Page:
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June 5th 2018. By Alex Smith.

Buying a new boat

If you’re lucky enough to be in the market for a new boat, getting the boat you want can be a more involved process than you realise.

While affordability compels most of us to buy our boats on the used market, there’s something particularly special about buying new. The promise of a clean, fresh hull, of new woods and fabrics and of freshly unwrapped electronic gadgets all play their part, but knowing that your boat has been picked, equipped and fitted out specifically to cater for your tastes and needs is what really makes delivery day exciting.

Happily, that pleasure is not limited to the unobtainable end of the market. Of course, as the size, price and exclusivity of a boat increase, the owner’s decision-making becomes all the more critical, but even on a relatively affordable ‘off-the-shelf’ boat, your influence over the colours, the fabrics, the fit-out, the equipment and the engine choice enables you to make your new boat feel very personal and bespoke.

However, in order to derive the maximum reward from the process, you need to recognise that buying new is not as simple as picking a model, parting with the cash and waiting for the big day. If you’re to end up with the boat you want, at a price you can afford, in a time frame that suits your schedule, you need to get yourself organised and take charge of the process – and in the first instance, that means being absolutely explicit about what you want.

Princess 30M

If you’re lucky enough to be in the market for a new boat, getting the boat you want can be a more involved process than you realise.

Top tips for buying a new boat

  1. Even on modestly sized boats, it is common practice to make a deposit, followed by stage payments.
  2. To guard against losing your money in the event of a boat builder’s insolvency, take out your own insurance policy for the duration of the build.
  3. Factor a specified delivery date into the contract, with penalties for any delays to ensure a timely production schedule.
  4. Insist upon a contractual caveat specifying the completion of a satisfactory sea trial prior to the settling of the final balance.
  5. If you buy an existing boat from stock, a sea trial and a formal survey can help ensure that its time on the ‘shelf’ hasn’t caused any issues.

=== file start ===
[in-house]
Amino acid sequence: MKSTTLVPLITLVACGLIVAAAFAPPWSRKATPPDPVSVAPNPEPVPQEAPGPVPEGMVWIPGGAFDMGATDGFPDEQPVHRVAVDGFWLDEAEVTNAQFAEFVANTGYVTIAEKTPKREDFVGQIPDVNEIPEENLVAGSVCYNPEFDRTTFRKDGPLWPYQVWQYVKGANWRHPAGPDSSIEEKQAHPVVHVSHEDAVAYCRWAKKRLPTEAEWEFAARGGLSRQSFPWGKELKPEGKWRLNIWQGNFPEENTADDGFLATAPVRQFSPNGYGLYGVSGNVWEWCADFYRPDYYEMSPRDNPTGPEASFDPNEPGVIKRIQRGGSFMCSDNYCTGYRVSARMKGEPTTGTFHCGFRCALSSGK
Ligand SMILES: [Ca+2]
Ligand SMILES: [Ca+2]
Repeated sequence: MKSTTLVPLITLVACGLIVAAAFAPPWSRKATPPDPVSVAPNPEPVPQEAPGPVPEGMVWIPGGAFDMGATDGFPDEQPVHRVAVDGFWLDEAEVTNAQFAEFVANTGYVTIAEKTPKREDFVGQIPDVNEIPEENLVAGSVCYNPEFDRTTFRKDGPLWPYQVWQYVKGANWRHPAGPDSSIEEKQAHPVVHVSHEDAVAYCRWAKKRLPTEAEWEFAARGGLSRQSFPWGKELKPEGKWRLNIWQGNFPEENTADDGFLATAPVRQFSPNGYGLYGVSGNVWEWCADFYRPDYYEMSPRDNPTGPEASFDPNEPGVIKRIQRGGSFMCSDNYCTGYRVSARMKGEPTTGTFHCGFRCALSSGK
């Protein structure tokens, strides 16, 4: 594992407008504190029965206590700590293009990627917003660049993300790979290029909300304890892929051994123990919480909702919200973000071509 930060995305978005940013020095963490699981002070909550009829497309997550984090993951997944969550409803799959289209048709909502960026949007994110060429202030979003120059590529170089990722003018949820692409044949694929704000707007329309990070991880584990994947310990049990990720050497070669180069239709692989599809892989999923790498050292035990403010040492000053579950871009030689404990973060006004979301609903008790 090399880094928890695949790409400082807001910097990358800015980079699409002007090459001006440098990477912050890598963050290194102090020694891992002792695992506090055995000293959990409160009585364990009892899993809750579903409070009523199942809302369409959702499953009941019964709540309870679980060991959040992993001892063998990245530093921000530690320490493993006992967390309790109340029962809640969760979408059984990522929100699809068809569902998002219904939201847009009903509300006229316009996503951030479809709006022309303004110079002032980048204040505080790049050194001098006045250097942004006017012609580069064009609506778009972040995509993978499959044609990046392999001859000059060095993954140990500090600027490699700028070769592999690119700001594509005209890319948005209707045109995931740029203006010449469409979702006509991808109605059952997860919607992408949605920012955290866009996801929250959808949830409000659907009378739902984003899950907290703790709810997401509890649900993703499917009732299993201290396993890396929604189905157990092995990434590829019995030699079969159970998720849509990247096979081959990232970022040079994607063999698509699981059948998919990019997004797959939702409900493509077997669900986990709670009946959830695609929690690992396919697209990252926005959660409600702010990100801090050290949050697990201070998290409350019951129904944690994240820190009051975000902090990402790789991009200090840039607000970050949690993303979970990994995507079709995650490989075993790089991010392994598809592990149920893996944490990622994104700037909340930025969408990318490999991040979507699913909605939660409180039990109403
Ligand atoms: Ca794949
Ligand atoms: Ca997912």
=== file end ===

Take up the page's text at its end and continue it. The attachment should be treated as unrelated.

6. If there appears to be little or no wiggle room on price, then investigate the options list for added value extras that might help sweeten the deal.
  7. For convenience, pick a boat from a dealer or builder with the infrastructure to provide servicing and warranty support in your local region.
  8.  On large, complex and highly bespoke craft, it often makes sense to appoint a specialist yacht management agency to act as your onsite representative.
  9. Don’t expect a new boat to operate faultlessly from day one, however prestigious the builder.
  10. Don’t expect a new boat to retain its value, however fastidiously you care for it.


Be clear about your needs

Do your research, read magazines, visit boat shows, talk to your crew and investigate owners’ clubs and local marinas. Isolate the model that matches your needs and think carefully about the all-in cost, including safety features, additional equipment, training, mooring, fuel, servicing, insurance and running costs. Whether you need finance or not, make sure you settle upon a figure you know you can comfortably afford – and whatever price bracket and market segment you go for, make sure you put your required parameters (range, speed, cruising efficiency, sleeping spaces) down in writing, so that your chosen builder is under no illusions about your expectations. If those expectations can be met, you and the builder can begin generating a contract to ensure that your new boat satisfies your needs.

You could of course sidestep this process by buying an existing boat from stock, but if you want to commission the construction of a larger, more bespoke craft, the order of play usually involves a deposit followed by a sequence of stage payments. Again, the scale and timing of these should be agreed upon by both parties and put down in writing – and you should also use this opportunity to tailor the contract in your favour. Make sure it includes a clear understanding that financial compensation will be due if the build falls behind the agreed schedule and include a caveat that the final payment will only be made upon the completion of a satisfactory sea trial. Really commit to these negotiations and don’t part with a deposit until you are happy that the contract protects your interests, as well as satisfying your recreational ambitions.

Be disciplined with the options

Showroom boats tend to be lavished with every optional extra to help maximise their appeal, so make sure you understand exactly what’s provided in the standard package. Even basic items like the compass, anchor and cushions can find themselves shunted onto the ‘extras’ list, so the most affordable ‘Price From’ package is rarely one you can realistically consider.